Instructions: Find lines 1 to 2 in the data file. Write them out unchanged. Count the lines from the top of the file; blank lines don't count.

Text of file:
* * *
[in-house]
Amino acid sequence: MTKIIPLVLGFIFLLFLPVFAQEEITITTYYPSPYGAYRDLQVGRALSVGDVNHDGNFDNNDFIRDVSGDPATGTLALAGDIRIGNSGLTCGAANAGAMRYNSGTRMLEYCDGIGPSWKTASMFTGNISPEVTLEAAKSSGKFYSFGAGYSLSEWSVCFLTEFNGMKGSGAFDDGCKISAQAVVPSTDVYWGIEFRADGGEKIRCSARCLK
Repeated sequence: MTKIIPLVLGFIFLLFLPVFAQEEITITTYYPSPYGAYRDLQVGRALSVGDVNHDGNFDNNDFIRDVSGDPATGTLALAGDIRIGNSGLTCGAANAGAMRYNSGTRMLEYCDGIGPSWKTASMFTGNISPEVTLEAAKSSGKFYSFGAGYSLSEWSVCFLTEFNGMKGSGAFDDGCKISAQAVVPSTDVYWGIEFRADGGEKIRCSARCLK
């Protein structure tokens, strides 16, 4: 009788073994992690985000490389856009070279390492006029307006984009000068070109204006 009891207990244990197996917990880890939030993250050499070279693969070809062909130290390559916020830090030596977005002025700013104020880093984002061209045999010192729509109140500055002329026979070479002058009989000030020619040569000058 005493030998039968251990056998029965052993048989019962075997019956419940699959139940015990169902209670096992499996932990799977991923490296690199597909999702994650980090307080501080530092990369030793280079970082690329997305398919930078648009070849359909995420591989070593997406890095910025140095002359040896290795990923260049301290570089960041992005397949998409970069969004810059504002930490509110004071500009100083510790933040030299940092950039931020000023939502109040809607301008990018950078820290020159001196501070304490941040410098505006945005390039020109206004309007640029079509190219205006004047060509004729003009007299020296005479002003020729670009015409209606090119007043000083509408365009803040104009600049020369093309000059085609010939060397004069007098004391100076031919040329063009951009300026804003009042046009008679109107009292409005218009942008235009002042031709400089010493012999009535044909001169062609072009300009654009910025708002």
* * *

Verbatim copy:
[in-house]
Amino acid sequence: MTKIIPLVLGFIFLLFLPVFAQEEITITTYYPSPYGAYRDLQVGRALSVGDVNHDGNFDNNDFIRDVSGDPATGTLALAGDIRIGNSGLTCGAANAGAMRYNSGTRMLEYCDGIGPSWKTASMFTGNISPEVTLEAAKSSGKFYSFGAGYSLSEWSVCFLTEFNGMKGSGAFDDGCKISAQAVVPSTDVYWGIEFRADGGEKIRCSARCLK